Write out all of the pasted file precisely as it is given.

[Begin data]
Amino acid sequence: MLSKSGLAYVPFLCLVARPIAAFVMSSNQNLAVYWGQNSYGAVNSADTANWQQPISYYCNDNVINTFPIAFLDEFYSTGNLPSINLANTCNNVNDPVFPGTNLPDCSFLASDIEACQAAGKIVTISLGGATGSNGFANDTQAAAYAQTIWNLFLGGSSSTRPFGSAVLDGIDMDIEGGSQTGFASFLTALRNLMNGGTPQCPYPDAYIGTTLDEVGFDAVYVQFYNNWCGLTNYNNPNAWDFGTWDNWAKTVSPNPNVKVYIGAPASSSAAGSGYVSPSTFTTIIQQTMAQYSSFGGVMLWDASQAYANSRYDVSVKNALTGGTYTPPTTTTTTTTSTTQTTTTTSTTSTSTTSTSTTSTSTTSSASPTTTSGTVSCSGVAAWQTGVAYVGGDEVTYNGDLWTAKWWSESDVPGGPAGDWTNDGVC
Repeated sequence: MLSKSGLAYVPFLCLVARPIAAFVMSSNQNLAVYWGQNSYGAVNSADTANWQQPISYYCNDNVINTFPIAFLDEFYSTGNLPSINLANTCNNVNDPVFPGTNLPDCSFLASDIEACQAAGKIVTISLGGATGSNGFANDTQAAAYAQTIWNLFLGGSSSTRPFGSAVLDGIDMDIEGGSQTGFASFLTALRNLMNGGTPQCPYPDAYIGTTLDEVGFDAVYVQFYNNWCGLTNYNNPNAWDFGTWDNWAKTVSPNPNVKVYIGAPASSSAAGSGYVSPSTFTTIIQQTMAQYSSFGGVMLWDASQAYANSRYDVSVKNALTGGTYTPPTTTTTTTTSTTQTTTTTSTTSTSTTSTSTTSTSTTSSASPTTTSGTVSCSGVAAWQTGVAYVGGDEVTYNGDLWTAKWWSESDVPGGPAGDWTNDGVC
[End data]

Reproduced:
Amino acid sequence: MLSKSGLAYVPFLCLVARPIAAFVMSSNQNLAVYWGQNSYGAVNSADTANWQQPISYYCNDNVINTFPIAFLDEFYSTGNLPSINLANTCNNVNDPVFPGTNLPDCSFLASDIEACQAAGKIVTISLGGATGSNGFANDTQAAAYAQTIWNLFLGGSSSTRPFGSAVLDGIDMDIEGGSQTGFASFLTALRNLMNGGTPQCPYPDAYIGTTLDEVGFDAVYVQFYNNWCGLTNYNNPNAWDFGTWDNWAKTVSPNPNVKVYIGAPASSSAAGSGYVSPSTFTTIIQQTMAQYSSFGGVMLWDASQAYANSRYDVSVKNALTGGTYTPPTTTTTTTTSTTQTTTTTSTTSTSTTSTSTTSTSTTSSASPTTTSGTVSCSGVAAWQTGVAYVGGDEVTYNGDLWTAKWWSESDVPGGPAGDWTNDGVC
Repeated sequence: MLSKSGLAYVPFLCLVARPIAAFVMSSNQNLAVYWGQNSYGAVNSADTANWQQPISYYCNDNVINTFPIAFLDEFYSTGNLPSINLANTCNNVNDPVFPGTNLPDCSFLASDIEACQAAGKIVTISLGGATGSNGFANDTQAAAYAQTIWNLFLGGSSSTRPFGSAVLDGIDMDIEGGSQTGFASFLTALRNLMNGGTPQCPYPDAYIGTTLDEVGFDAVYVQFYNNWCGLTNYNNPNAWDFGTWDNWAKTVSPNPNVKVYIGAPASSSAAGSGYVSPSTFTTIIQQTMAQYSSFGGVMLWDASQAYANSRYDVSVKNALTGGTYTPPTTTTTTTTSTTQTTTTTSTTSTSTTSTSTTSTSTTSSASPTTTSGTVSCSGVAAWQTGVAYVGGDEVTYNGDLWTAKWWSESDVPGGPAGDWTNDGVC